Video games are socially interactive in a way never before afforded. Increasingly, players are gaming online, with friends, family, and complete strangers, crossing vast geographical distances and blurring not only cultural boundaries but also age and generation gaps, socioeconomic differences, and language barriers (Granic, Lobel and Engels).

Although gaming has some positive effects, each of them have their negative side. When playing a game a person can become a part of a fictitious world, can take part in the resolution of problems, can communicate with other players. The problem with this involvement is that it sometimes creates and illusion of fulfillment, when there is none. Even if the dramatic situation in the game is resolved, in the real world there is no resolution, and understanding which can cause frustration among players, and even depression. The player can feel detached from reality, because the real world does not always provide a definite resolution or victory. Understanding that only fictitious reality can provide a true closure can force gamers to get more involved in these unreal worlds. Players become more dependant on the reality, where their existence, actions and decisions actually mean something, even if this world is not real. This problem of escapism is inherent to all sorts of fiction, but gaming is the only form of narrative where the consumer is directly involved and is not just a spectator (Chew).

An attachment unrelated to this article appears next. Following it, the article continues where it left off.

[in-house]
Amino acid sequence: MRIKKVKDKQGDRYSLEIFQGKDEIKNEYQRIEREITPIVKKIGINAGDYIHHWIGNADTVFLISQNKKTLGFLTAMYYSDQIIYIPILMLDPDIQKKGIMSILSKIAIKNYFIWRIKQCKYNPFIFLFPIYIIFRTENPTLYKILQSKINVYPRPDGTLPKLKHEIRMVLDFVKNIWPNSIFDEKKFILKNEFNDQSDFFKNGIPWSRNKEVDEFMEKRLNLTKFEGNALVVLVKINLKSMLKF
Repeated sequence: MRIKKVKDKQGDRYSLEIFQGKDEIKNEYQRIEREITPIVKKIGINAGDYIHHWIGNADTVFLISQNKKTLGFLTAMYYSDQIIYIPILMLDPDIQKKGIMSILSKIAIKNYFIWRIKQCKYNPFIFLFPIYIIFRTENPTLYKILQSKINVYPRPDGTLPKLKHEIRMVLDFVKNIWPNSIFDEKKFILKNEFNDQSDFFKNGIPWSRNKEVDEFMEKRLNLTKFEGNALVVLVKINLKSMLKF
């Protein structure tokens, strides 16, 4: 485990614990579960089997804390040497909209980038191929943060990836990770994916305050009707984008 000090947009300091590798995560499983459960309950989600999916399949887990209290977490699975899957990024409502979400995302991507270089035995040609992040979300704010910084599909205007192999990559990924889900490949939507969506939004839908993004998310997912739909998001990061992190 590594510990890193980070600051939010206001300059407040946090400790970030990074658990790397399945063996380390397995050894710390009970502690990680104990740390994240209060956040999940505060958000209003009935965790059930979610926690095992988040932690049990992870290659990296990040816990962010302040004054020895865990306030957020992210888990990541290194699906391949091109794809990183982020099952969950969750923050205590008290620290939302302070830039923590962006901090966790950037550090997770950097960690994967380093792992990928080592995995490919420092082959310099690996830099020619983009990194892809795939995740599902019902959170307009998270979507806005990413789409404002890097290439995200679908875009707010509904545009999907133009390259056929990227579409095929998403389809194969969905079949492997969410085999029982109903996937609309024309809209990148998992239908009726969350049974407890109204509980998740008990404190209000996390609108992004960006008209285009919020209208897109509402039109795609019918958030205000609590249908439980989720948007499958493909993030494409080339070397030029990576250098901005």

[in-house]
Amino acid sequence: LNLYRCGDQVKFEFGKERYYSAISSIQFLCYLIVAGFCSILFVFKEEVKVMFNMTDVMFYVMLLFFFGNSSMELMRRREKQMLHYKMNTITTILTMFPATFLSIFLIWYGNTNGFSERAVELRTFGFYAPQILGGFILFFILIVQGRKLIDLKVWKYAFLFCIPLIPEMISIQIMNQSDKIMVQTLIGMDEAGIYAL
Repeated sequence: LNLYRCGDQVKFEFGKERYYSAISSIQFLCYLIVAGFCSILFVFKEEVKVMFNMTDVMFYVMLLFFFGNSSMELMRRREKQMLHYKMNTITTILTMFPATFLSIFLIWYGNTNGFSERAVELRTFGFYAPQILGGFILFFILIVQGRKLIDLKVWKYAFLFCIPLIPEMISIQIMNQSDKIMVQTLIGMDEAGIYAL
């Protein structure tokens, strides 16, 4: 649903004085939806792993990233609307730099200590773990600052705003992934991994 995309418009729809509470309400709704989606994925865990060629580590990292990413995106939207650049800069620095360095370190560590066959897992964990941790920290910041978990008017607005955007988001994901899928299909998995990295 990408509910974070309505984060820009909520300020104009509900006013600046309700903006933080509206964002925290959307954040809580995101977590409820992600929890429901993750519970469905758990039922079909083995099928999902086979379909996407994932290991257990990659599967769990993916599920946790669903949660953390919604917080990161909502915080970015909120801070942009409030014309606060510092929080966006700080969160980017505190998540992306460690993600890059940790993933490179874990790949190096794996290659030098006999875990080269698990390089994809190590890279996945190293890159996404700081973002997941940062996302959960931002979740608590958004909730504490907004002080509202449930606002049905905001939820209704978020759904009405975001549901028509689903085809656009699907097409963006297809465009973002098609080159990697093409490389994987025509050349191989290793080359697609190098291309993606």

Some gamers spent all their free time playing; this problem is mostly related to MMORPGs (Massively Multiplayer Online Role-playing games) like “World of Warcraft”. The players are so involved in these games that they spend all of their spare time playing and become socially enclosed. Although there is some communication within these games, in most cases, it starts and ends within the game; it has no long-term social effects outside the fantasy world. In some cases, gaming can become an addiction, which is another problem – a sickness, which must be treated as such. Game-addicts spend less time on other activities, become self-absorbed and aggressive towards their relatives, which leads to social isolation and other related psychological problems. Jesslyn Chew compares game addiction to other dangerous habits of such nature: